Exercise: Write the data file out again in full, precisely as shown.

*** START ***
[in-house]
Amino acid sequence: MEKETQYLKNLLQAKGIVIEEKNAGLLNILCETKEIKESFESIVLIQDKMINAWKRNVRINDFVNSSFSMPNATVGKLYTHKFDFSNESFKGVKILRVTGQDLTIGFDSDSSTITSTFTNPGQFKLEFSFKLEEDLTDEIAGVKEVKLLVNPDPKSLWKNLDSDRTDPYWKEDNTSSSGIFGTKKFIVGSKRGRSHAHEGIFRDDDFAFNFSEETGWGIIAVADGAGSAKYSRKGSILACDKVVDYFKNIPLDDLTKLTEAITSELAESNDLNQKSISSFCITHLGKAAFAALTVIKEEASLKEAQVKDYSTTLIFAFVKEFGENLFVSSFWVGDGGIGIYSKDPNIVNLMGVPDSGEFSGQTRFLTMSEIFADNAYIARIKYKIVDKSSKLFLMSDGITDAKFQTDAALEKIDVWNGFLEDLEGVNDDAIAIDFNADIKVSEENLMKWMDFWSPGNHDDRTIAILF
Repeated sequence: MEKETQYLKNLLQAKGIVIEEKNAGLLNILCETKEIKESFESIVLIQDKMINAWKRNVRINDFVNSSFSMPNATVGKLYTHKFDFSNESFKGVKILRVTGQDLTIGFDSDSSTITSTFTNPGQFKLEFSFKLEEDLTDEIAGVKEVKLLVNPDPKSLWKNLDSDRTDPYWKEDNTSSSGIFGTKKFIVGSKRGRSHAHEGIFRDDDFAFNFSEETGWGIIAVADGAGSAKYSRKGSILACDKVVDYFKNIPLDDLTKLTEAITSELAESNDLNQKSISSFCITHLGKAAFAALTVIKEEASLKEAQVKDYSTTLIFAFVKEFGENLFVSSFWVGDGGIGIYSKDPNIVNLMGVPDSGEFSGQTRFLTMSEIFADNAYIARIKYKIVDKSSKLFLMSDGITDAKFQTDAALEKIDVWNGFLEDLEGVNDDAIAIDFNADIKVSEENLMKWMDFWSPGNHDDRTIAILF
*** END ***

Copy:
[in-house]
Amino acid sequence: MEKETQYLKNLLQAKGIVIEEKNAGLLNILCETKEIKESFESIVLIQDKMINAWKRNVRINDFVNSSFSMPNATVGKLYTHKFDFSNESFKGVKILRVTGQDLTIGFDSDSSTITSTFTNPGQFKLEFSFKLEEDLTDEIAGVKEVKLLVNPDPKSLWKNLDSDRTDPYWKEDNTSSSGIFGTKKFIVGSKRGRSHAHEGIFRDDDFAFNFSEETGWGIIAVADGAGSAKYSRKGSILACDKVVDYFKNIPLDDLTKLTEAITSELAESNDLNQKSISSFCITHLGKAAFAALTVIKEEASLKEAQVKDYSTTLIFAFVKEFGENLFVSSFWVGDGGIGIYSKDPNIVNLMGVPDSGEFSGQTRFLTMSEIFADNAYIARIKYKIVDKSSKLFLMSDGITDAKFQTDAALEKIDVWNGFLEDLEGVNDDAIAIDFNADIKVSEENLMKWMDFWSPGNHDDRTIAILF
Repeated sequence: MEKETQYLKNLLQAKGIVIEEKNAGLLNILCETKEIKESFESIVLIQDKMINAWKRNVRINDFVNSSFSMPNATVGKLYTHKFDFSNESFKGVKILRVTGQDLTIGFDSDSSTITSTFTNPGQFKLEFSFKLEEDLTDEIAGVKEVKLLVNPDPKSLWKNLDSDRTDPYWKEDNTSSSGIFGTKKFIVGSKRGRSHAHEGIFRDDDFAFNFSEETGWGIIAVADGAGSAKYSRKGSILACDKVVDYFKNIPLDDLTKLTEAITSELAESNDLNQKSISSFCITHLGKAAFAALTVIKEEASLKEAQVKDYSTTLIFAFVKEFGENLFVSSFWVGDGGIGIYSKDPNIVNLMGVPDSGEFSGQTRFLTMSEIFADNAYIARIKYKIVDKSSKLFLMSDGITDAKFQTDAALEKIDVWNGFLEDLEGVNDDAIAIDFNADIKVSEENLMKWMDFWSPGNHDDRTIAILF